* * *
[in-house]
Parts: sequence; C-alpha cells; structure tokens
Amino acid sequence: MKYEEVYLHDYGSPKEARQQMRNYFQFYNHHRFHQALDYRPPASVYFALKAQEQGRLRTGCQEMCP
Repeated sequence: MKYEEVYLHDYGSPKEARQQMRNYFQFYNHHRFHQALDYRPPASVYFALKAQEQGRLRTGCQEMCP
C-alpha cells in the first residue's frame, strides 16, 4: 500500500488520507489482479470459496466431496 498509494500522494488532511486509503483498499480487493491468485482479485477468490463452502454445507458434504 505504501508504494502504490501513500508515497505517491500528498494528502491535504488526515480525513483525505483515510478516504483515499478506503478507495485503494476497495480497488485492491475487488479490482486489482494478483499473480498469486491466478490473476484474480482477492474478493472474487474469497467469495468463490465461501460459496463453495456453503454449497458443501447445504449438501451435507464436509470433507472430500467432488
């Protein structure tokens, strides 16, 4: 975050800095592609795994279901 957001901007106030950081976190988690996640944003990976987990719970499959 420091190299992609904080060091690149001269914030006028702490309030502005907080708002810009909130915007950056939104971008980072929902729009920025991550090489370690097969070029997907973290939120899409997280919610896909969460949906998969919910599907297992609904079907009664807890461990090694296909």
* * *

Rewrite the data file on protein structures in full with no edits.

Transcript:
[in-house]
Parts: sequence; C-alpha cells; structure tokens
Amino acid sequence: MKYEEVYLHDYGSPKEARQQMRNYFQFYNHHRFHQALDYRPPASVYFALKAQEQGRLRTGCQEMCP
Repeated sequence: MKYEEVYLHDYGSPKEARQQMRNYFQFYNHHRFHQALDYRPPASVYFALKAQEQGRLRTGCQEMCP
C-alpha cells in the first residue's frame, strides 16, 4: 500500500488520507489482479470459496466431496 498509494500522494488532511486509503483498499480487493491468485482479485477468490463452502454445507458434504 505504501508504494502504490501513500508515497505517491500528498494528502491535504488526515480525513483525505483515510478516504483515499478506503478507495485503494476497495480497488485492491475487488479490482486489482494478483499473480498469486491466478490473476484474480482477492474478493472474487474469497467469495468463490465461501460459496463453495456453503454449497458443501447445504449438501451435507464436509470433507472430500467432488
């Protein structure tokens, strides 16, 4: 975050800095592609795994279901 957001901007106030950081976190988690996640944003990976987990719970499959 420091190299992609904080060091690149001269914030006028702490309030502005907080708002810009909130915007950056939104971008980072929902729009920025991550090489370690097969070029997907973290939120899409997280919610896909969460949906998969919910599907297992609904079907009664807890461990090694296909």